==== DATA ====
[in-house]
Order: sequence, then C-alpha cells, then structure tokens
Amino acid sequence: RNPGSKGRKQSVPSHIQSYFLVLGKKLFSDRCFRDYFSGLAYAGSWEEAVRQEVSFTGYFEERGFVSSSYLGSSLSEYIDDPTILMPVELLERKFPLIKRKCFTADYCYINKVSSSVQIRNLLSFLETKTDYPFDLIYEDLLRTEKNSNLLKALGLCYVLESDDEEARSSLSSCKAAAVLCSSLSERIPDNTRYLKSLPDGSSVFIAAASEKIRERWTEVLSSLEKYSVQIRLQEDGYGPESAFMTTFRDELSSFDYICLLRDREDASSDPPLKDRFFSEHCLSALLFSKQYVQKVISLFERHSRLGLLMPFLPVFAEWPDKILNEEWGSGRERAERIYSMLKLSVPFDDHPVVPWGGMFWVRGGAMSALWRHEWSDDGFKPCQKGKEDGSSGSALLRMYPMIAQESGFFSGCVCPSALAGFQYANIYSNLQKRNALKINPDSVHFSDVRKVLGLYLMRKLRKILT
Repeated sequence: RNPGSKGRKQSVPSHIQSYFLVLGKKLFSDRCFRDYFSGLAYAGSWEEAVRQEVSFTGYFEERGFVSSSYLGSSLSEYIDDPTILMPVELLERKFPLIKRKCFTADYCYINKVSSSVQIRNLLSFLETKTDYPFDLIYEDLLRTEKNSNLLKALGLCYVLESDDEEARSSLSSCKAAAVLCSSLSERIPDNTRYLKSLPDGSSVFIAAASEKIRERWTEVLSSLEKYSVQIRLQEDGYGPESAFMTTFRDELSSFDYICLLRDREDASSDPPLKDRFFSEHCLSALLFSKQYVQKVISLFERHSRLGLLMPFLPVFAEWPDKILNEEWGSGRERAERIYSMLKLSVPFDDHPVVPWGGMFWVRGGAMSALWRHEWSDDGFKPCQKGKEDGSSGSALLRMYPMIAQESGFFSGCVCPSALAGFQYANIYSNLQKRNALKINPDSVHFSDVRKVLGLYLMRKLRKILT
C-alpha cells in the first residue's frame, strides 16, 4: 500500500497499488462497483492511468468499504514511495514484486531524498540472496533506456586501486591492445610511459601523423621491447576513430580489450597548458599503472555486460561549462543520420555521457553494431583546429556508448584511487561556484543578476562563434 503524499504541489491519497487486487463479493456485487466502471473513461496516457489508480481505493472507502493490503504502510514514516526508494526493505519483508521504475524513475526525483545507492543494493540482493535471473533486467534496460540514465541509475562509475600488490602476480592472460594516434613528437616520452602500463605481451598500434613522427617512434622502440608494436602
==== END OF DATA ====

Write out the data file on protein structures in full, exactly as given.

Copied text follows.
[in-house]
Order: sequence, then C-alpha cells, then structure tokens
Amino acid sequence: RNPGSKGRKQSVPSHIQSYFLVLGKKLFSDRCFRDYFSGLAYAGSWEEAVRQEVSFTGYFEERGFVSSSYLGSSLSEYIDDPTILMPVELLERKFPLIKRKCFTADYCYINKVSSSVQIRNLLSFLETKTDYPFDLIYEDLLRTEKNSNLLKALGLCYVLESDDEEARSSLSSCKAAAVLCSSLSERIPDNTRYLKSLPDGSSVFIAAASEKIRERWTEVLSSLEKYSVQIRLQEDGYGPESAFMTTFRDELSSFDYICLLRDREDASSDPPLKDRFFSEHCLSALLFSKQYVQKVISLFERHSRLGLLMPFLPVFAEWPDKILNEEWGSGRERAERIYSMLKLSVPFDDHPVVPWGGMFWVRGGAMSALWRHEWSDDGFKPCQKGKEDGSSGSALLRMYPMIAQESGFFSGCVCPSALAGFQYANIYSNLQKRNALKINPDSVHFSDVRKVLGLYLMRKLRKILT
Repeated sequence: RNPGSKGRKQSVPSHIQSYFLVLGKKLFSDRCFRDYFSGLAYAGSWEEAVRQEVSFTGYFEERGFVSSSYLGSSLSEYIDDPTILMPVELLERKFPLIKRKCFTADYCYINKVSSSVQIRNLLSFLETKTDYPFDLIYEDLLRTEKNSNLLKALGLCYVLESDDEEARSSLSSCKAAAVLCSSLSERIPDNTRYLKSLPDGSSVFIAAASEKIRERWTEVLSSLEKYSVQIRLQEDGYGPESAFMTTFRDELSSFDYICLLRDREDASSDPPLKDRFFSEHCLSALLFSKQYVQKVISLFERHSRLGLLMPFLPVFAEWPDKILNEEWGSGRERAERIYSMLKLSVPFDDHPVVPWGGMFWVRGGAMSALWRHEWSDDGFKPCQKGKEDGSSGSALLRMYPMIAQESGFFSGCVCPSALAGFQYANIYSNLQKRNALKINPDSVHFSDVRKVLGLYLMRKLRKILT
C-alpha cells in the first residue's frame, strides 16, 4: 500500500497499488462497483492511468468499504514511495514484486531524498540472496533506456586501486591492445610511459601523423621491447576513430580489450597548458599503472555486460561549462543520420555521457553494431583546429556508448584511487561556484543578476562563434 503524499504541489491519497487486487463479493456485487466502471473513461496516457489508480481505493472507502493490503504502510514514516526508494526493505519483508521504475524513475526525483545507492543494493540482493535471473533486467534496460540514465541509475562509475600488490602476480592472460594516434613528437616520452602500463605481451598500434613522427617512434622502440608494436602